Sara Paretsky received the Paul Engle Prize, awarded by Iowa City UNESCO City of Literature and sponsored by the City of Coralville a little over a year ago. After the award was granted, she was interviewed on stage by NPR book critic Maureen Corrigan at the Coralville Public Library.
Here is the introduction I wrote for her.
“Every writer’s difficult journey is a movement from silence to speech.”
This weekend marks the end of Banned Books Week, the time each year when we librarians stop to call attention to the books that someone, somewhere, doesn’t want you to read. If you stopped at our display near the front desk, you’ll see some of the more frequently challenged books there, along with the reasons they’ve been challenged—they use bad words, or they talk about sexuality, or they express unpopular political opinions, or they encourage witchcraft. Frequently these are books for young people, because it is young people whose exposure to ideas we seem to worry the most about.
Sara Paretsky was lucky to grow up in an environment where books were encouraged—in fact, her mother later became a children’s librarian—but she also grew up in a time and in a household where women were not supposed to get ideas. Though her parents paid to send her four brothers away to school, they told Paretsky that if she wanted to go to college, she’d have to do so in state, and she’d have to pay for it herself. She did, earning a BA from the University of Kansas and eventually a PhD and an MBA from the University of Chicago. Though she’d written privately for years, it wasn’t until she was working in the insurance industry in Chicago in 1978 that, during a meeting with an executive she began thinking of all the things she’d like to say but couldn’t—and V.I. Warshawski was born. Indemnity Only, her first novel, written at nights while she was still working full time, was published in 1981.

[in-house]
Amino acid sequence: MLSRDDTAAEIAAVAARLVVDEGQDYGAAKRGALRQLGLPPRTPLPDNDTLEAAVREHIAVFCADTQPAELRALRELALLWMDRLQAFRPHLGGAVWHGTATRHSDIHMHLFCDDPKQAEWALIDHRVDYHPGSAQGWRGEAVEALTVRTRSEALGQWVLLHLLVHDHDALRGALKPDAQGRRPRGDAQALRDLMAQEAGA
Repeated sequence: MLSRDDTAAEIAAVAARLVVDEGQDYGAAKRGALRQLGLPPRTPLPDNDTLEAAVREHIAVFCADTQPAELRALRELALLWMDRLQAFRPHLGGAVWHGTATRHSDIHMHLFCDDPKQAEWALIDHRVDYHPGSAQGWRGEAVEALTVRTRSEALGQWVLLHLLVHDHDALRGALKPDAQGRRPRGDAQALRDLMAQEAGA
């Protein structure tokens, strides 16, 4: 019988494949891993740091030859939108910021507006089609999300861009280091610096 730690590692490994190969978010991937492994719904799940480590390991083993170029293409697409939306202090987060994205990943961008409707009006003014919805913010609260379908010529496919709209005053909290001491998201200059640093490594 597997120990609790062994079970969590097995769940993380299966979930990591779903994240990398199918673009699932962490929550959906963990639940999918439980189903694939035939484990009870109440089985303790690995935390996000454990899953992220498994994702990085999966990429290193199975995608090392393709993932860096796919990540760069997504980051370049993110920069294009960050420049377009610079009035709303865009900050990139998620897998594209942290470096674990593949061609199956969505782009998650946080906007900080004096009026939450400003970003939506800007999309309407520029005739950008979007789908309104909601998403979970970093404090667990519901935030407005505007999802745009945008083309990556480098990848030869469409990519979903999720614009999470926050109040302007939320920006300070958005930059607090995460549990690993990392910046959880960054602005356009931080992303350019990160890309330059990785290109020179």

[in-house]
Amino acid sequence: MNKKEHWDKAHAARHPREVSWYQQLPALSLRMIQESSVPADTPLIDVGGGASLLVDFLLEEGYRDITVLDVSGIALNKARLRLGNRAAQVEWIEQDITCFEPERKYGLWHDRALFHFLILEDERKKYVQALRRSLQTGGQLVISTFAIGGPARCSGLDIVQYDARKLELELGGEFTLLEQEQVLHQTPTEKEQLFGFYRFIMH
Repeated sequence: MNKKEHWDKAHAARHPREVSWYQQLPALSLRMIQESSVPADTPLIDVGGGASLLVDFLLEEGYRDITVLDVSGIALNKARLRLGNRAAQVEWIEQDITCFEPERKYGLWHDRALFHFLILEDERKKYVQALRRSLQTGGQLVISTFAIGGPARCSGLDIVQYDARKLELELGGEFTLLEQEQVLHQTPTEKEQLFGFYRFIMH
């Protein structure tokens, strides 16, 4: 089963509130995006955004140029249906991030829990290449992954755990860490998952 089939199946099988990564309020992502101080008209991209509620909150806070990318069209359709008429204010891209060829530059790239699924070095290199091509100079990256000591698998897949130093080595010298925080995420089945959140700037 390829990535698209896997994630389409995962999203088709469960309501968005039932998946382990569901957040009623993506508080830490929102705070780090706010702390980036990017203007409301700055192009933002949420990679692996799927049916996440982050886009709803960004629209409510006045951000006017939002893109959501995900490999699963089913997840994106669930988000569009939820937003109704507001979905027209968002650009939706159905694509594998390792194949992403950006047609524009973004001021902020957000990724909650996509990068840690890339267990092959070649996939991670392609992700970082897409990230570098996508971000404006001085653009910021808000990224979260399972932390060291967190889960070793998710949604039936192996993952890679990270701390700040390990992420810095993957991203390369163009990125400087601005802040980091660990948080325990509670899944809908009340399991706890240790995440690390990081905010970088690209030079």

She has since written sixteen more novels in the V.I. Warshawski, plus several standalone novels, short stories, and a memoir in essays called Writing in an Age of Silence. Paretsky’s work has garnered both critical and popular acclaim for nearly three decades. Among her many awards and honors, she was named Ms. magazine’s Woman of the Year in 1987; she received Mark Twain Award for Distinguished Contribution to Midwest Literature in 1996; the Gold Dagger from the British Crime Writers in 2004; and the Grand Master Award from the Mystery Writers of America in 2011. She holds honorary doctorates from MacMurray College and Columbia College, Chicago. After remarks she made in 1986 about the way women in many crime novels were treated and the paucity of reviews of books by female mystery authors set off a firestorm, she became a founding member of Sisters in Crime, the now worldwide organization for women crime writers.
With such a long list of publications and accomplishments, it is hard to think of Paretsky as ever being silent, or ever being silenced. “Every writers difficult journey is a movement from silence to speech,” she wrote in her 2007 essay collection Writing in an Age of Silence. “We must be intensely private and interior in order to find a voice and a vision—and we must bring our work to the outside world where the market, or public outrage, or even government censorship can destroy our voice.” Paretsky has had experience fighting all three of those forces of silence, both for herself and on behalf of others.
The Library Bill of Rights notes that “Libraries should challenge censorship in the fulfillment of their responsibility to provide information and enlightenment” and that “Libraries should cooperate with all persons and groups concerned with resisting abridgment of free expression and free access to ideas.”
We are honored tonight to welcome Sara Paretsky, author, activist, and ally in the ongoing fight for free expression.